Millions and millions of dollars

Capt. Syd Abernethy rolled out impressive economic numbers Thursday in his “State of the Station” address.

Abernethy is Commanding Officer of Whidbey Island Naval Air Station and has held the top post at the base for about a year. Members of the Oak Harbor Chamber and local government leaders filled the ballroom at the CPO Club to hear his report.

Appreciative chuckles rippled through the crowd when Abernethy said, “I’m going to share statistics near and dear to your hearts.”

The volume of dollars generated by North Whidbey’s largest employer got a boost this year with arrival of VQ-2, a squadron from Spain with 1,000 military and dependents.

He thanked the community for giving the newcomers a warm welcome and for the military appreciation picnic at City Beach.

NAS Whidbey now pumps $400.9 million into the local economy, he said. That amount breaks down into $336.7 million from military payroll, $38.2 million from civilian employment and $26 million from maintenance, transportation and utilities per year.

Abernethy described how the base’s mission ties into national security and how the base’s chief purpose is readiness of aircraft to fulfill specific missions.

The Navy is preparing to make significant investment in base facilities.

The EA-18G “Growler” will arrive in 2008, the aircraft destined to replace the aging EA-6B Prowler. And plans call for upgrading other planes based at NAS Whidbey.

“The future is bright as all aircraft are to be updated in the next five years,” he said.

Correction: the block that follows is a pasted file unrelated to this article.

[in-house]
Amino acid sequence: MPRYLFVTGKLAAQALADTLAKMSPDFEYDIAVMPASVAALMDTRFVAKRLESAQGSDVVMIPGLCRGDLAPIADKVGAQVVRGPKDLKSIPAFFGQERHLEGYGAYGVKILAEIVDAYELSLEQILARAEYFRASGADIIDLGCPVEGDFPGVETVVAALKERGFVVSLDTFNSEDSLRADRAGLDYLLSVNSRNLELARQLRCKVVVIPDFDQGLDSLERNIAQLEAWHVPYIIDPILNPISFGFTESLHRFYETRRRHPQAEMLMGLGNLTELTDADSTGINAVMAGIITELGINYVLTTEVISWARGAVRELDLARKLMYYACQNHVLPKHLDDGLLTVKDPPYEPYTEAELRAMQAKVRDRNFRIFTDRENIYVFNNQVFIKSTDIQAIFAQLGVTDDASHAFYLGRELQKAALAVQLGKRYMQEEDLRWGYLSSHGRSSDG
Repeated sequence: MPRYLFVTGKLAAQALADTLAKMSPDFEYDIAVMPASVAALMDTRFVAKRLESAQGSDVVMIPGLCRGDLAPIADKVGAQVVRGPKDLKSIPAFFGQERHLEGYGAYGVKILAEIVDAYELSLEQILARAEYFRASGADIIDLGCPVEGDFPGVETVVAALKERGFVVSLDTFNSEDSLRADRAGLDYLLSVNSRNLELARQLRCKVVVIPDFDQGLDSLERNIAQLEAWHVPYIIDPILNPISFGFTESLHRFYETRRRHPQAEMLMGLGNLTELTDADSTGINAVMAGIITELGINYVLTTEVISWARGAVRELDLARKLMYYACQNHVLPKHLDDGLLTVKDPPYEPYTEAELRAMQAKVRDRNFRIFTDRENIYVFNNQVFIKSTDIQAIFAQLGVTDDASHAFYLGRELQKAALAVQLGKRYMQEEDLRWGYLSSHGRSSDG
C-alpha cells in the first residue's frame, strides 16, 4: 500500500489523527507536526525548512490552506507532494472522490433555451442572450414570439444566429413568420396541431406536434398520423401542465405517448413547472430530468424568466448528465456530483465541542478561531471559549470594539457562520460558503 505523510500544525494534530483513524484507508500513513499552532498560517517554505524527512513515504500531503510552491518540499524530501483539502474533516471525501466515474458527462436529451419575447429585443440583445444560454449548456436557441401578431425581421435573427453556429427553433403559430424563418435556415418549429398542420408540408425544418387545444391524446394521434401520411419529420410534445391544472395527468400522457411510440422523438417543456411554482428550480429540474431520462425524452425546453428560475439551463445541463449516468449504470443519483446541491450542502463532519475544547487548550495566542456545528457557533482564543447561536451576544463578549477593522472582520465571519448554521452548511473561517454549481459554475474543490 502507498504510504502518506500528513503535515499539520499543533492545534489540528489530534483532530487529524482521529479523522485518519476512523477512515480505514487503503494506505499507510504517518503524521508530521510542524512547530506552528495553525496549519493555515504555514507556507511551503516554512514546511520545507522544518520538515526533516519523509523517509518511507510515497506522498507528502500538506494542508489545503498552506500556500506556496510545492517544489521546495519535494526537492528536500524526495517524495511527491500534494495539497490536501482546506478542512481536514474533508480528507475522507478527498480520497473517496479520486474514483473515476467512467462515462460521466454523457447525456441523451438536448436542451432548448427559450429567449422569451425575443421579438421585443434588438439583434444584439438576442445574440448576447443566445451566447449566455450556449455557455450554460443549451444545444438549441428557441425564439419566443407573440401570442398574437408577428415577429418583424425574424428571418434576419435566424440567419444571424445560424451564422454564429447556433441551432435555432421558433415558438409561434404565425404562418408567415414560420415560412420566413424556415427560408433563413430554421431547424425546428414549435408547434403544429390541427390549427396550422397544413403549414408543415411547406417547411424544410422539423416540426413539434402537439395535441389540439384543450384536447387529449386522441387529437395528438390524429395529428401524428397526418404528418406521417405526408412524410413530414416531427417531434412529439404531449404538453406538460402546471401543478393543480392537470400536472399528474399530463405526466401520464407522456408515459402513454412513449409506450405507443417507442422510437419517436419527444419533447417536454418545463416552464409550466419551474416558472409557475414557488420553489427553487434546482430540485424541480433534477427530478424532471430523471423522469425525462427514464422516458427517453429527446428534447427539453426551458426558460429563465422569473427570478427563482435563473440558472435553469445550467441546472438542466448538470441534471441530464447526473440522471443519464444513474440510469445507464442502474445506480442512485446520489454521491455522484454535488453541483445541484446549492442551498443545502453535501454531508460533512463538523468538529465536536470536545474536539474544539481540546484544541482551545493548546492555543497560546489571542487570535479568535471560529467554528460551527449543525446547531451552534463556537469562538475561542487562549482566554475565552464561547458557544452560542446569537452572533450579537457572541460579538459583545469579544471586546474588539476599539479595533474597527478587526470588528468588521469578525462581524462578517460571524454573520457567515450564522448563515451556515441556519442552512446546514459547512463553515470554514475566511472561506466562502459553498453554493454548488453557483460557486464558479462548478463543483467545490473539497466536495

As a result, the Navy will spend $26.5 million in 2007 on Hangar 5 and $22 million on a consolidated fuel facility. The following year, another $31.6 million will be spent on fixing Hangar 5 and $18.7 million to improve facilities for the Growler.

Abernethy pointed to the successful partnerships the Navy has formed with Coupeville and Oak Harbor schools, and the swimming pool in Oak Harbor. Also, with American Eagle Communities, which will build 360 Navy houses by 2009.

Enivornmental stewardship is one of Abernethy’s personal concerns. He said he’s pushing for testing water wells in the vicinity of Crescent Harbor Marsh as efforts continue to monitor for the presence of 1,4 dioxane, a chemical used in earlier times in a degreasing solvent.

An audience member asked Abernethy what the Navy plans for the corner of Ault Field Road and Highway 20. He said the A-6 Intruder recently moved from City Beach is in the process of being refurbished for installation as a monument at the corner. An EA-6B Prowler will be added when that jet retires, too.

As with any CEO with authority over a large facility and big budget, Abernethy pursues continuous quality improvement.

“We’re getting better every day,” are the words he promotes to encourage individual and collective improvement.

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